Selenium/Webdriver is a great tool, but it comes with some overhead you'll have to be prepared to manage. The first is choosing which Programming Language bindings you intend to use. Whatever that ends up being will be the standard for the project for a long time, and depending upon the level of person you hope to use to build it, it can impact your choices greatly.
Be thinking up front about maintenance costs, and try to build it with the same software engineering principles you'd expect in production software. That means if its Object Oriented, use a little design, and refactor it frequently to remove unnecessary framework duplication. Try to keep the locators for each page in distinct files/classes, and each class you add to the framework should have a singular clear purpose. When you see the opportunity to refactor, because a piece of something would be good elsewhere, do it then, don't wait to refactor.
The other thing to consider are back end issues like: How am I going to setup and maintain my Selenium Grid/Hub/Node Instances? How am I going to launch the tests (which may vary depending upon how you intend to run them, what continuous integration servers you may implement.) You also may want to think up front, do I intend to include behavioral driven development like Cucumber, JBehave, or Specflow (or something similar) at some point. If you are, i recommend trying to start small with the breadth of the framework up front, and try to build that in as early as possible. The longer you wait to do that, the more tests you may end up having to transition.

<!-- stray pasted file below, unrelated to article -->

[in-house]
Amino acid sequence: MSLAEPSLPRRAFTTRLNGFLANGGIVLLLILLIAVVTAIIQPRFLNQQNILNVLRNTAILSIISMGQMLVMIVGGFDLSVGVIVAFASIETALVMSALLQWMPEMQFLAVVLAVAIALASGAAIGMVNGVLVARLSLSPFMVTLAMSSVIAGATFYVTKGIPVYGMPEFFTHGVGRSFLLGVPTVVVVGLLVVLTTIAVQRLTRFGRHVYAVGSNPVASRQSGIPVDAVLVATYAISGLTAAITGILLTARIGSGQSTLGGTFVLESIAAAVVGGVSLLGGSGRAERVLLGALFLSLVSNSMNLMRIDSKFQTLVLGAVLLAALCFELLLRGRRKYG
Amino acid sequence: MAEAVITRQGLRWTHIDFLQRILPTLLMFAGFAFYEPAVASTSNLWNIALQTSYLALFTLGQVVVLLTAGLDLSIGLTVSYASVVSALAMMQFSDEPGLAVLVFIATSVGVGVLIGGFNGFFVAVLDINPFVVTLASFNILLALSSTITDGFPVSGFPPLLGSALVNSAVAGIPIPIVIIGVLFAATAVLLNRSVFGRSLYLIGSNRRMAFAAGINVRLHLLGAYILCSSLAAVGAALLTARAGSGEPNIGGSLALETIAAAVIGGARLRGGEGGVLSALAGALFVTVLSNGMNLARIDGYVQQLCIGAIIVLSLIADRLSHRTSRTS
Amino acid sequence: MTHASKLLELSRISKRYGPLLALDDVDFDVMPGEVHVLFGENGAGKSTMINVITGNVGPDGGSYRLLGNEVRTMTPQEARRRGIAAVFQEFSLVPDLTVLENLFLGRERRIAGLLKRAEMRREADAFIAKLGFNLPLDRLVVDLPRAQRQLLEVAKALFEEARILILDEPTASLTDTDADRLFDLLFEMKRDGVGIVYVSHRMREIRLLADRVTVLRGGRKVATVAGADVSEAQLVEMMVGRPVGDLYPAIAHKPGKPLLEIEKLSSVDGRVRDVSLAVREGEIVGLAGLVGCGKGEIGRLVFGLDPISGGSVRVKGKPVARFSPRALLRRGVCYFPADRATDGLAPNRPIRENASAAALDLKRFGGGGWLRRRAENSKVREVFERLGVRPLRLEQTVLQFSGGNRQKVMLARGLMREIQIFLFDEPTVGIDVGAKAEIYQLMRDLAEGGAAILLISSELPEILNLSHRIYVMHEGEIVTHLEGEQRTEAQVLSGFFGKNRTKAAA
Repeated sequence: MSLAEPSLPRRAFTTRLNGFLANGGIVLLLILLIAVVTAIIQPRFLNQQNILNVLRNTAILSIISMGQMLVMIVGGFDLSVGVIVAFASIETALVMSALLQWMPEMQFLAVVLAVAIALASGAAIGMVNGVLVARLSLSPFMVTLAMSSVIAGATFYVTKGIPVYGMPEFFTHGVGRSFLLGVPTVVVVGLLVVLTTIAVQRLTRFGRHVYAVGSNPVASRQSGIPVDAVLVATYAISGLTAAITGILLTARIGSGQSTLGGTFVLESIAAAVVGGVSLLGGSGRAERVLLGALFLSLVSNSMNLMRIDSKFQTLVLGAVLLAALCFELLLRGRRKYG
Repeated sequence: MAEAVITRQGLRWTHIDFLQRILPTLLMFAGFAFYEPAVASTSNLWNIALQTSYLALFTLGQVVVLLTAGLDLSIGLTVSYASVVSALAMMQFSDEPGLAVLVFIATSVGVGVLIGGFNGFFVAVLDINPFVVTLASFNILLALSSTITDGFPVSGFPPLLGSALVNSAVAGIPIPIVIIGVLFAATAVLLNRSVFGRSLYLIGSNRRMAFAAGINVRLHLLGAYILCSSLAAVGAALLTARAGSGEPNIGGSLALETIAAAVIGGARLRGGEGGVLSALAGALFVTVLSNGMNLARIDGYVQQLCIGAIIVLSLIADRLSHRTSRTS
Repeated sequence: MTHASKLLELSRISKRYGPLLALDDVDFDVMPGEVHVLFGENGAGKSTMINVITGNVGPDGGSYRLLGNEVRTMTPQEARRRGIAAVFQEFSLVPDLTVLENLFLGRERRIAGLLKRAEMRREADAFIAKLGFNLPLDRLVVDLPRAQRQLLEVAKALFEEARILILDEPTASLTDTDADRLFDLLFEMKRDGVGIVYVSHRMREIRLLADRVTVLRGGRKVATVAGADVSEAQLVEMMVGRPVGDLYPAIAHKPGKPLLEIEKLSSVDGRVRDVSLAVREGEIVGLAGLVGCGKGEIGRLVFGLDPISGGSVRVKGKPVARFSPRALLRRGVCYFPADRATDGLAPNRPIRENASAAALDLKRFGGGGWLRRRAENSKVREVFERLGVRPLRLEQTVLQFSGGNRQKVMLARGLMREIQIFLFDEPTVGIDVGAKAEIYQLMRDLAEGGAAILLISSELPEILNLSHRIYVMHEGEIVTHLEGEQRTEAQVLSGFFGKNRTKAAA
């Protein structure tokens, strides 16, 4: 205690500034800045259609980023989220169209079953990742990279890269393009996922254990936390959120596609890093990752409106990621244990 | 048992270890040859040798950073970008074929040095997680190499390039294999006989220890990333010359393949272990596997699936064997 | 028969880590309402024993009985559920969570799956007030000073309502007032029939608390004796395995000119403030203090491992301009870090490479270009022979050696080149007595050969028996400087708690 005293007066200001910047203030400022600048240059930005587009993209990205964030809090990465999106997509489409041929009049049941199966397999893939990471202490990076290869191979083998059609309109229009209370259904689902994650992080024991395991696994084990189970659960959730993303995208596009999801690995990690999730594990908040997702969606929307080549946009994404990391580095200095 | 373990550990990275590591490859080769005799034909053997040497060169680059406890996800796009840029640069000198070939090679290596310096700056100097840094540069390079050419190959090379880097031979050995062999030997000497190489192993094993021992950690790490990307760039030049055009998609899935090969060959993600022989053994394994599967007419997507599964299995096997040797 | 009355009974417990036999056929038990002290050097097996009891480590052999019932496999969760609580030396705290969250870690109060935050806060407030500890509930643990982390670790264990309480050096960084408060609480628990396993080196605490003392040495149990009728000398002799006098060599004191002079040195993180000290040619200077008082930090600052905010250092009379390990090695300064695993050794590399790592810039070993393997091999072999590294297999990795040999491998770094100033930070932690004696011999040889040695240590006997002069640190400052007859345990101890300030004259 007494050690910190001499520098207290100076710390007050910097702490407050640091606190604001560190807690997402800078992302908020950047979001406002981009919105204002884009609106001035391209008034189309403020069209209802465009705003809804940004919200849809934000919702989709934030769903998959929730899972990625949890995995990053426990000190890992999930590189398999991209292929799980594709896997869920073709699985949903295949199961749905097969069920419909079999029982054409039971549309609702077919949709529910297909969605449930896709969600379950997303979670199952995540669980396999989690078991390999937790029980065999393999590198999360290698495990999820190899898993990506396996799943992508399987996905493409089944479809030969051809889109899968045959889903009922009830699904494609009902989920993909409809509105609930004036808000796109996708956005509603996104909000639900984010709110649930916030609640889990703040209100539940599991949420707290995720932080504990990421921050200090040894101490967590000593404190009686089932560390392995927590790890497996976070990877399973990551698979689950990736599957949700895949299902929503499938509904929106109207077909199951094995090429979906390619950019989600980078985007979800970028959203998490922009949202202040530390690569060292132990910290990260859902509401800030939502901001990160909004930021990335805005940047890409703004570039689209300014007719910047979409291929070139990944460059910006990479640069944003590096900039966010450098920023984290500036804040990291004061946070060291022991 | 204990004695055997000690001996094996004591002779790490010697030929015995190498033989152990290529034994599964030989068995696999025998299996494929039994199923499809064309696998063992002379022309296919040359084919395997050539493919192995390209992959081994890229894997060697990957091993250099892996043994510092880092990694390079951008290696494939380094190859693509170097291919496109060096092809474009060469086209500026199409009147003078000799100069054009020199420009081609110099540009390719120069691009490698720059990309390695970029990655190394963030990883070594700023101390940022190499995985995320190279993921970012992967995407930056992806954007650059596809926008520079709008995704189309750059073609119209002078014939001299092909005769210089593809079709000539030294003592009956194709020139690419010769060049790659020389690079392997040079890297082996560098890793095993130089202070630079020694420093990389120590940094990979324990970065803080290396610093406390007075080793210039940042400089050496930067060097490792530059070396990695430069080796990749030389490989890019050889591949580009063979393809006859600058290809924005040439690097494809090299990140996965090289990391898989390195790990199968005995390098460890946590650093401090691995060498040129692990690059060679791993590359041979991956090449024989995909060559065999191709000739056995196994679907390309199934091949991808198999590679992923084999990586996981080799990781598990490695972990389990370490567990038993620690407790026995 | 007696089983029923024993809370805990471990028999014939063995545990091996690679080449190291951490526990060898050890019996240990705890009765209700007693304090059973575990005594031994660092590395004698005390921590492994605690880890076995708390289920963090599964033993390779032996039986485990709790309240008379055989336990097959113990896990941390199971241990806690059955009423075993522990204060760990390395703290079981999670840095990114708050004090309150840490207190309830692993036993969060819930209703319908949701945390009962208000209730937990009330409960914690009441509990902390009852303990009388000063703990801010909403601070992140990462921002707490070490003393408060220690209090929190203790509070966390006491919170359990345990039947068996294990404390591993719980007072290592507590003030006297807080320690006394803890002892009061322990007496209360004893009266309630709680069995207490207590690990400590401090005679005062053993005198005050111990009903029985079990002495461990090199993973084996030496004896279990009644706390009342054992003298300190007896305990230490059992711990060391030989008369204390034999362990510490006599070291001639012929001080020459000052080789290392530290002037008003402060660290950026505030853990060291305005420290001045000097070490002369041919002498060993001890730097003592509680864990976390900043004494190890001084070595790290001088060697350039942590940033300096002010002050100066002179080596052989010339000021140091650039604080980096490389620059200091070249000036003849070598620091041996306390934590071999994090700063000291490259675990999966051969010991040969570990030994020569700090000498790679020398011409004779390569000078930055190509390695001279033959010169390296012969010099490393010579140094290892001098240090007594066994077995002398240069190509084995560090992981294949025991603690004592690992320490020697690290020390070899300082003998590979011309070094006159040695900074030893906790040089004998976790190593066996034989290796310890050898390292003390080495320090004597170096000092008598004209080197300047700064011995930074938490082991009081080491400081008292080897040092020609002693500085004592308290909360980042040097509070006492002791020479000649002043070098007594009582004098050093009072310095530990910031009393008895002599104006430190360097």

Remember to provide good robust clients, api wrappers, mechanisms for spinning up data, or generating test fixtures as you need them. Keep them simple, but make them easy to use. Be sure that you will also have the coding tools you need to do it effectively. (Using the SeleniumIDE and then copying the exports, is a good place to start learning, but at some point, the need for that tool should diminish). Provide quality IDEs, source control, and sufficient infrastructure to run the tests on, or the efforts will be wasted.
Oh, and if you can build adapters for the database, or the APIs for your website, then by all means, do so, wrap tests around them and any other class that's part of your framework (that is not itself a test), and run those tests regularly too. Use APIs to setup as much data as it permits, and avoid doing setup and teardown only in the UI. Furthermore, if you can spin up the environment, deploy, then run the tests, then you may not need to worry quite as much about cleanup. I say may, because there are still cases where cleanup for the next test makes sense.
Lastly, be prepared for maintenance. Be prepared to find tests that seem flakey, but are really asymptomatic of behavior that is not as synchronous as it once was. Try to keep tests as small as possible, but detailed enough to not bring down the house. Honestly, I'd be very focused with the UI tests, and have a clear strategy for what you intend to cover, and what you leave to lower level unit tests to hopefully find. (there may not be sufficient time to write selenium tests for every edge case you can think of).
I hope this helps.